Quarters on Ice

Quarters on IceI’m typically quiet in a crowd, not often interjecting my opinion and preferring instead to stand back and listen. But if specifically asked what I know, I’ll tell you. And I’ll be quick to site the sources, too, because nothing makes me crazier than hearing someone speak with authority on something that they really don’t know.

I recently overheard a young girl tell her father about someone else’s injury, “The doctor says the swelling could go down as early as tomorrow. But I highly doubt that.” Maybe it was her eye roll that did it for me, because as her father simply nodded, I thought, “Why do you doubt that, and especially highly? Do you know more than the doctor, or know something the doctor doesn’t?”

And then there’s this: fingerprints on glass. It boggles the mind how others don’t see these things in their nightmares. Seeing smudges on windows sends me running for the Windex.

And, the good citer that I am, I know exactly where I picked up these aversions. I worked in financial services for years, and my employer then would daily tout the importance of knowing the facts. “Get it in writing,” he’d say about any rules and stipulations for moving money around, so that we could avoid making any mistakes that would cost the client money or a loss in benefits. We made no assumptions. Unknown answers were to be clearly stated, “I don’t know. But I’ll find out.” No decision was ever based on a mere, “I think so.” It stuck with me.

And as for the glass, well, that I got from my mother. My sister and I were never allowed to touch glass growing up, and if any handprints appeared by magic (and they always appeared by magic), we went running for the Windex to clean it up before Mom saw it. It was only a few years ago that I realized that handprints on glass don’t bother me. What bothers me is that my mom will see them. But the handprints themselves? Big deal.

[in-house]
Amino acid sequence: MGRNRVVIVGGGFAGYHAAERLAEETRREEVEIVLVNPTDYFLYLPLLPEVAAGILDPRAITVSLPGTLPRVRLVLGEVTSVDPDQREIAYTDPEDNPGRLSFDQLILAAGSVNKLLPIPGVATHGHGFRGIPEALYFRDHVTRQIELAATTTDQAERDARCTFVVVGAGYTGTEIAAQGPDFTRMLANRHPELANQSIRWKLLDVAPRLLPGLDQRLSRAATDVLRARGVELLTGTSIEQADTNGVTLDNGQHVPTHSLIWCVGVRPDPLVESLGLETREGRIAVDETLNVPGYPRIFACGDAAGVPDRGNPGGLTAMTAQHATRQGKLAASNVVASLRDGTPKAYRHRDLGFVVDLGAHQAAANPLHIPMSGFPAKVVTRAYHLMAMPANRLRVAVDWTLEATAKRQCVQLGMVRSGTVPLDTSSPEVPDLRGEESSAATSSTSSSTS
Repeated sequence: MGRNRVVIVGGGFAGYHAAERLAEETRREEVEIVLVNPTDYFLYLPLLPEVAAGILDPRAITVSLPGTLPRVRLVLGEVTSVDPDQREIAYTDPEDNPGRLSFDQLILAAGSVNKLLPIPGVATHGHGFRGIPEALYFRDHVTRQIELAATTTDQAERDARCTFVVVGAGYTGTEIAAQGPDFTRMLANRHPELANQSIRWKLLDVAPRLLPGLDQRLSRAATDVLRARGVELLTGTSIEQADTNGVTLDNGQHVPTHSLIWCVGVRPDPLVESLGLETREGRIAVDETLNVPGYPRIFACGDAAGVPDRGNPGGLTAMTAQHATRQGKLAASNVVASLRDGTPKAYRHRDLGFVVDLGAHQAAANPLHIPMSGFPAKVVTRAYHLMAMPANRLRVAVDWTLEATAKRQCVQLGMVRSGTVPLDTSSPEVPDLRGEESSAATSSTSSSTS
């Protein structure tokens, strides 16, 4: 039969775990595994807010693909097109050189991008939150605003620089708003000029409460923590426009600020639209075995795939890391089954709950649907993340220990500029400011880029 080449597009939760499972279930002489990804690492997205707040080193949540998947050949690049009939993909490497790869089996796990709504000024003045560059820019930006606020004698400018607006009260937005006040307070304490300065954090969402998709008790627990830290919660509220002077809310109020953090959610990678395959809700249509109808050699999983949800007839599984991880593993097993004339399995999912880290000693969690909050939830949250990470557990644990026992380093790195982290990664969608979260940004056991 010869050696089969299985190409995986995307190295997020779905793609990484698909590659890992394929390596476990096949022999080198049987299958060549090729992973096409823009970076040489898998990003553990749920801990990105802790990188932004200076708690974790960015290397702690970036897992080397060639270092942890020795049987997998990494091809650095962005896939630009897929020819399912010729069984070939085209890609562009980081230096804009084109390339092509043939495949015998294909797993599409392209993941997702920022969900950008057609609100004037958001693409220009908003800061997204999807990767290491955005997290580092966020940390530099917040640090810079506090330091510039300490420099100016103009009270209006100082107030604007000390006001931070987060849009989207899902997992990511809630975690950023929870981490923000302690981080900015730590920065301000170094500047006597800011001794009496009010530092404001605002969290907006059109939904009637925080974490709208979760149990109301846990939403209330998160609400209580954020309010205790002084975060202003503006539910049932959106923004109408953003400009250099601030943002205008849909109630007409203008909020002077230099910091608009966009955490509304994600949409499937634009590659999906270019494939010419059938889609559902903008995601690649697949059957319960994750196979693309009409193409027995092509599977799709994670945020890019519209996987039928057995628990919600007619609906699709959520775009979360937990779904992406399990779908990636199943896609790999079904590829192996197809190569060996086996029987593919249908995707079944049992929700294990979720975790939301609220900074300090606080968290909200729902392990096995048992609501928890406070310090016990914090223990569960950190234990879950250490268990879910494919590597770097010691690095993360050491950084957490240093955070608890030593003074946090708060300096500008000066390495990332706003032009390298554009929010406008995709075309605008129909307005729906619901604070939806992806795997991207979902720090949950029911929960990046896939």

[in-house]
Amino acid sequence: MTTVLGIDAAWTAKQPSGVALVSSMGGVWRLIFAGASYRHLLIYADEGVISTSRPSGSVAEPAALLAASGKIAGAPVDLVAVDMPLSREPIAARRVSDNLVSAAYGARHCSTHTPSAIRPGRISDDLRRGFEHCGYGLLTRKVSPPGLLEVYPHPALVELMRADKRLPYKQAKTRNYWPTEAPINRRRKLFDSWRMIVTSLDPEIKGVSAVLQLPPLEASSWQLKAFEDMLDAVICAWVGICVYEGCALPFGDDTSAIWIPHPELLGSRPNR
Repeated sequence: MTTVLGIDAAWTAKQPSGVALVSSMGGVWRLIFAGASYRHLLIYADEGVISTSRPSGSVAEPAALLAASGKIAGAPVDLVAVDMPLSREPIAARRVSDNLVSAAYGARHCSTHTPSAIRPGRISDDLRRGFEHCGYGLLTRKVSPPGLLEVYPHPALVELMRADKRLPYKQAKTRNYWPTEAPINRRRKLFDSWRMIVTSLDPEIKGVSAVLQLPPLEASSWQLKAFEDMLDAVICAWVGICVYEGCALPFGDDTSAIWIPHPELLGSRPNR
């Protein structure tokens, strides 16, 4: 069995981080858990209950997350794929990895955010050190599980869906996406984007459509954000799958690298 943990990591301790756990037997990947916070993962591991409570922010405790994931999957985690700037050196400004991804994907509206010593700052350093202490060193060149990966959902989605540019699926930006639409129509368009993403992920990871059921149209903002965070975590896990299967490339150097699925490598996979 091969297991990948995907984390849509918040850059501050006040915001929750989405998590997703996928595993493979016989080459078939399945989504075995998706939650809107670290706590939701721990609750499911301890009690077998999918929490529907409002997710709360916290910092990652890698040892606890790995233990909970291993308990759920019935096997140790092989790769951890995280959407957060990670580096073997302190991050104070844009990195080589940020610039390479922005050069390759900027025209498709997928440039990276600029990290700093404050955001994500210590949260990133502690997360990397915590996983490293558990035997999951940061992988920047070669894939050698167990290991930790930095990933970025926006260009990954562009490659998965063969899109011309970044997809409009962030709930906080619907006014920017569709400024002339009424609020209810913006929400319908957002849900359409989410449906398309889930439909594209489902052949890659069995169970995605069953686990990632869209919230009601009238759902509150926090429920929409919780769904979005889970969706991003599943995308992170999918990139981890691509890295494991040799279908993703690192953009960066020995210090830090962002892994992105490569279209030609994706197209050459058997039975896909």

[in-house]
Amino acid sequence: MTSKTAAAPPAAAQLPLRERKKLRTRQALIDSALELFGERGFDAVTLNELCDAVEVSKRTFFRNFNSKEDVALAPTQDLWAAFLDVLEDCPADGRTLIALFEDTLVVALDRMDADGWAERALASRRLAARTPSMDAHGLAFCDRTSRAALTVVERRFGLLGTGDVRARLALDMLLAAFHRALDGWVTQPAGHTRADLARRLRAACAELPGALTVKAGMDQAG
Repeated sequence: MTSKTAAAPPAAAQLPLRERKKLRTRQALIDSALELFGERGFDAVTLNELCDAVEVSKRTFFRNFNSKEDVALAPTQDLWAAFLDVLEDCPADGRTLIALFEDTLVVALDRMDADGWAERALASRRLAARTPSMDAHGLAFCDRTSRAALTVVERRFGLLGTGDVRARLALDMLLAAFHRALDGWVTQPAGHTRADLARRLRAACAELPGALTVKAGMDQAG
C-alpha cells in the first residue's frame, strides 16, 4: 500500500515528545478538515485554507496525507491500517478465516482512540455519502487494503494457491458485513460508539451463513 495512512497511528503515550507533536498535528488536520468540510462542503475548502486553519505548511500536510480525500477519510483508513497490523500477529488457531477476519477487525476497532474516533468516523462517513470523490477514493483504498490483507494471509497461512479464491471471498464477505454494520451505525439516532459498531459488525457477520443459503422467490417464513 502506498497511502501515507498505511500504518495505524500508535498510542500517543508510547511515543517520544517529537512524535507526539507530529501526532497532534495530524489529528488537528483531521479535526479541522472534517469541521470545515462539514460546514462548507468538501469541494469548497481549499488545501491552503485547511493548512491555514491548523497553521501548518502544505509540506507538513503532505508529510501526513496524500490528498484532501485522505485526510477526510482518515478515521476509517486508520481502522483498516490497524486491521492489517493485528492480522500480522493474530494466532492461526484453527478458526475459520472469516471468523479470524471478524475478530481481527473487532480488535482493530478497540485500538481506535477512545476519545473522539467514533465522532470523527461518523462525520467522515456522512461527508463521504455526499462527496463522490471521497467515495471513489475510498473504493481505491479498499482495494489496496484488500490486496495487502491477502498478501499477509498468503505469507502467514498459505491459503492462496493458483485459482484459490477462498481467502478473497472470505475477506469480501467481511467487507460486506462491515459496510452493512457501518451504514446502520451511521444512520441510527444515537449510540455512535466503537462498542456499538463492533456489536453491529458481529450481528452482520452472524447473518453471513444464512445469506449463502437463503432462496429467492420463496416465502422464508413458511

The poet John Donne wrote in his Meditation XVII, “No man is an island…” Such interconnection means we won’t get through life completely unaffected by one another. There’s no need, even, to brace ourselves for the coming wave. Even the hardest block of ice on the coldest day of the year will bear the impression of what touches it.

Jody Brown is the author of Upside Down Kingdom, and is a multi-blogger, poet, and traveler. To learn more about her current writing projects, or for ways to donate toward their completion, see JodyBrown.com/writing.

I Like to Think of It as Charmed, Thank You…

photoRecently, I handed out the pens by the dozens to the servers at the downtown restaurants. I’d had them printed with Upside Down Kingdom, my website, and my tagline: Author, Blogger, Poet, Traveler.

One particular night, when it felt as if the world had used me as a punching bag and the construction was still going on at the house, I decided to go out for a quick bite before heading home.

I perked up over my food—I always do. And I had a book to read, so I hardly noticed the group of people seated next to me, other than to hear occasional bits of conversation when they got loud.

At one point, though, I suddenly heard them talking about poets, writers, and travelers. My ears naturally tune in to these words. I looked up to see they were paying their tab, and signing the check with one of my pens.

“Wow,” the check signer said, a man in a very nice business suit. He was eyeing the pen. And then he said to the group, “That’s a great life.”

I didn’t say a word, though the title of this blog is exactly the first thing that came to mind. And that’s when, suddenly, the world made a whole lot more sense to me.

“Yes,” I thought to myself, “Yes, it is.”

My first book, Upside Down Kingdom, is available on Amazon. I’ll sign it for you.